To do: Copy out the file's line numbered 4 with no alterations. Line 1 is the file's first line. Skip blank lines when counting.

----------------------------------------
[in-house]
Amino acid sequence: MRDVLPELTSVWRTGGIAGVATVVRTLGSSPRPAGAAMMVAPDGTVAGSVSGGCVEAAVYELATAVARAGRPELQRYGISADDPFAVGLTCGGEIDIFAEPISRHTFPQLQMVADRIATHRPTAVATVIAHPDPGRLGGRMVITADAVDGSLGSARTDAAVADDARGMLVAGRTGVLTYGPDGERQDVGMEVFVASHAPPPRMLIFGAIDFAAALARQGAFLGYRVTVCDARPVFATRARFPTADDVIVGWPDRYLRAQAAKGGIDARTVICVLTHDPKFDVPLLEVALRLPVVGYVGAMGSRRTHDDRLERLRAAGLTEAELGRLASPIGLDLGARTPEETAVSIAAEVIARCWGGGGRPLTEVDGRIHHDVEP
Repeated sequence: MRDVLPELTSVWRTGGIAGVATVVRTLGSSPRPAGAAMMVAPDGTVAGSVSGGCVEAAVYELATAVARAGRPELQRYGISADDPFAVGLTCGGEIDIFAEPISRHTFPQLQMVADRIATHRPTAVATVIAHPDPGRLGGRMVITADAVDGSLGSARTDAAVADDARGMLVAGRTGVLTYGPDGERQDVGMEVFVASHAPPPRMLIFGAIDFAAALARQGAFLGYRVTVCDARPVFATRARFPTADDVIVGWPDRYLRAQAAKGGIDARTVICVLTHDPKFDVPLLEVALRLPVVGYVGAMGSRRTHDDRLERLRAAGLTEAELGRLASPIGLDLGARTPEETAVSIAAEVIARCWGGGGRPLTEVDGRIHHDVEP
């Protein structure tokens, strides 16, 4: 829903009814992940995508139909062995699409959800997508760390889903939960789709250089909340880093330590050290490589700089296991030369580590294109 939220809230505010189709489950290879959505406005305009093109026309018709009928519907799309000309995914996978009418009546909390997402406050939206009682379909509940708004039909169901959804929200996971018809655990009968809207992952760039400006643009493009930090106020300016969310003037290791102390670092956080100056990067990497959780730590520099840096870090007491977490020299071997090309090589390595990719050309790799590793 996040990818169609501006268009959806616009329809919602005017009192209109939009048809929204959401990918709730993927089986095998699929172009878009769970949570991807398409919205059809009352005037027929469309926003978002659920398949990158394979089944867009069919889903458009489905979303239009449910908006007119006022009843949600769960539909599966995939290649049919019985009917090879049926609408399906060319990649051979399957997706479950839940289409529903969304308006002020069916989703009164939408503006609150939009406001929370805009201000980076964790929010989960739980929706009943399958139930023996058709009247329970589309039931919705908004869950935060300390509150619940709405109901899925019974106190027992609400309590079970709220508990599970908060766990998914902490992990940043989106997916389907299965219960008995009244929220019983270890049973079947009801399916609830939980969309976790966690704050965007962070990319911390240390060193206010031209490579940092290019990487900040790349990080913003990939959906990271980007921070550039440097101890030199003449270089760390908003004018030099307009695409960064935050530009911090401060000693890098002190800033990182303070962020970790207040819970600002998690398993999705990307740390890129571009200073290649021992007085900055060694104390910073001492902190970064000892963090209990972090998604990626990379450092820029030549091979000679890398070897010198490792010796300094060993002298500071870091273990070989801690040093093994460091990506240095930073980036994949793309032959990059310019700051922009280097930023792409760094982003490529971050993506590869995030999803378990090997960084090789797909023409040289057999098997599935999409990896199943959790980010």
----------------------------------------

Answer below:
């Protein structure tokens, strides 16, 4: 829903009814992940995508139909062995699409959800997508760390889903939960789709250089909340880093330590050290490589700089296991030369580590294109 939220809230505010189709489950290879959505406005305009093109026309018709009928519907799309000309995914996978009418009546909390997402406050939206009682379909509940708004039909169901959804929200996971018809655990009968809207992952760039400006643009493009930090106020300016969310003037290791102390670092956080100056990067990497959780730590520099840096870090007491977490020299071997090309090589390595990719050309790799590793 996040990818169609501006268009959806616009329809919602005017009192209109939009048809929204959401990918709730993927089986095998699929172009878009769970949570991807398409919205059809009352005037027929469309926003978002659920398949990158394979089944867009069919889903458009489905979303239009449910908006007119006022009843949600769960539909599966995939290649049919019985009917090879049926609408399906060319990649051979399957997706479950839940289409529903969304308006002020069916989703009164939408503006609150939009406001929370805009201000980076964790929010989960739980929706009943399958139930023996058709009247329970589309039931919705908004869950935060300390509150619940709405109901899925019974106190027992609400309590079970709220508990599970908060766990998914902490992990940043989106997916389907299965219960008995009244929220019983270890049973079947009801399916609830939980969309976790966690704050965007962070990319911390240390060193206010031209490579940092290019990487900040790349990080913003990939959906990271980007921070550039440097101890030199003449270089760390908003004018030099307009695409960064935050530009911090401060000693890098002190800033990182303070962020970790207040819970600002998690398993999705990307740390890129571009200073290649021992007085900055060694104390910073001492902190970064000892963090209990972090998604990626990379450092820029030549091979000679890398070897010198490792010796300094060993002298500071870091273990070989801690040093093994460091990506240095930073980036994949793309032959990059310019700051922009280097930023792409760094982003490529971050993506590869995030999803378990090997960084090789797909023409040289057999098997599935999409990896199943959790980010």